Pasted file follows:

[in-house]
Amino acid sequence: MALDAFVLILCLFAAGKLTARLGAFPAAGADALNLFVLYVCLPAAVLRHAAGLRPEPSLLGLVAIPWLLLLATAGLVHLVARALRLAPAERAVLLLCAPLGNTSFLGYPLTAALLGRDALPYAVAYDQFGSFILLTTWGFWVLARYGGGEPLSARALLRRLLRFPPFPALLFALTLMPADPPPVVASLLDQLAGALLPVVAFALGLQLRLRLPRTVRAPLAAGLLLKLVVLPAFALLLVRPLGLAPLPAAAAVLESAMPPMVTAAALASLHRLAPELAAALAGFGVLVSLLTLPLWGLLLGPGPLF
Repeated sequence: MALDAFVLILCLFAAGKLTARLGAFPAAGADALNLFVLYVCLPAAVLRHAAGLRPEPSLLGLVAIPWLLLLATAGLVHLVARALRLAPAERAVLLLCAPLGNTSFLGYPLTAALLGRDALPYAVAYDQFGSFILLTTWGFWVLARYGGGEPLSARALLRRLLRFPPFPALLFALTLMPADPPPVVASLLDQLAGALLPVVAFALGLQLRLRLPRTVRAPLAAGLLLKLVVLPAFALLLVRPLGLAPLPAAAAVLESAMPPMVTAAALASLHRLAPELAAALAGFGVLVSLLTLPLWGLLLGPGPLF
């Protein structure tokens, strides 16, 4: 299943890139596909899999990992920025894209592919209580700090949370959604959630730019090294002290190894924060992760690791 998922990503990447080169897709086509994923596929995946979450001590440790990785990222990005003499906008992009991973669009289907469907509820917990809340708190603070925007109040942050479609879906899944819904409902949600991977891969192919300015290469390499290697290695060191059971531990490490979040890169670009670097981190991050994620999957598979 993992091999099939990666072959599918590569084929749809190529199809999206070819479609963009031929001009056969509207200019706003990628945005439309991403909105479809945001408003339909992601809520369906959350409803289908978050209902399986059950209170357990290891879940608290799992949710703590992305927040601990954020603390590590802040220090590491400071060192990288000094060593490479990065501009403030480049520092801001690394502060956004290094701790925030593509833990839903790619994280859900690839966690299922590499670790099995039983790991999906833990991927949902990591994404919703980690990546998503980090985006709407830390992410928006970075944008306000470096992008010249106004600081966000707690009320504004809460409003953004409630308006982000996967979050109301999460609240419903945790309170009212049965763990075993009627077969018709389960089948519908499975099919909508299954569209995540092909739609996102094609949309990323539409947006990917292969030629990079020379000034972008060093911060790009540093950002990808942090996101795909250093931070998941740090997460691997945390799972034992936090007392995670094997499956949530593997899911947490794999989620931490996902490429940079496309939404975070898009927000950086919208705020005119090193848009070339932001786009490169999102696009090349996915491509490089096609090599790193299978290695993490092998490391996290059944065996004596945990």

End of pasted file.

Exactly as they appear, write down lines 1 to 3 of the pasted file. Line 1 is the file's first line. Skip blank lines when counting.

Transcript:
[in-house]
Amino acid sequence: MALDAFVLILCLFAAGKLTARLGAFPAAGADALNLFVLYVCLPAAVLRHAAGLRPEPSLLGLVAIPWLLLLATAGLVHLVARALRLAPAERAVLLLCAPLGNTSFLGYPLTAALLGRDALPYAVAYDQFGSFILLTTWGFWVLARYGGGEPLSARALLRRLLRFPPFPALLFALTLMPADPPPVVASLLDQLAGALLPVVAFALGLQLRLRLPRTVRAPLAAGLLLKLVVLPAFALLLVRPLGLAPLPAAAAVLESAMPPMVTAAALASLHRLAPELAAALAGFGVLVSLLTLPLWGLLLGPGPLF
Repeated sequence: MALDAFVLILCLFAAGKLTARLGAFPAAGADALNLFVLYVCLPAAVLRHAAGLRPEPSLLGLVAIPWLLLLATAGLVHLVARALRLAPAERAVLLLCAPLGNTSFLGYPLTAALLGRDALPYAVAYDQFGSFILLTTWGFWVLARYGGGEPLSARALLRRLLRFPPFPALLFALTLMPADPPPVVASLLDQLAGALLPVVAFALGLQLRLRLPRTVRAPLAAGLLLKLVVLPAFALLLVRPLGLAPLPAAAAVLESAMPPMVTAAALASLHRLAPELAAALAGFGVLVSLLTLPLWGLLLGPGPLF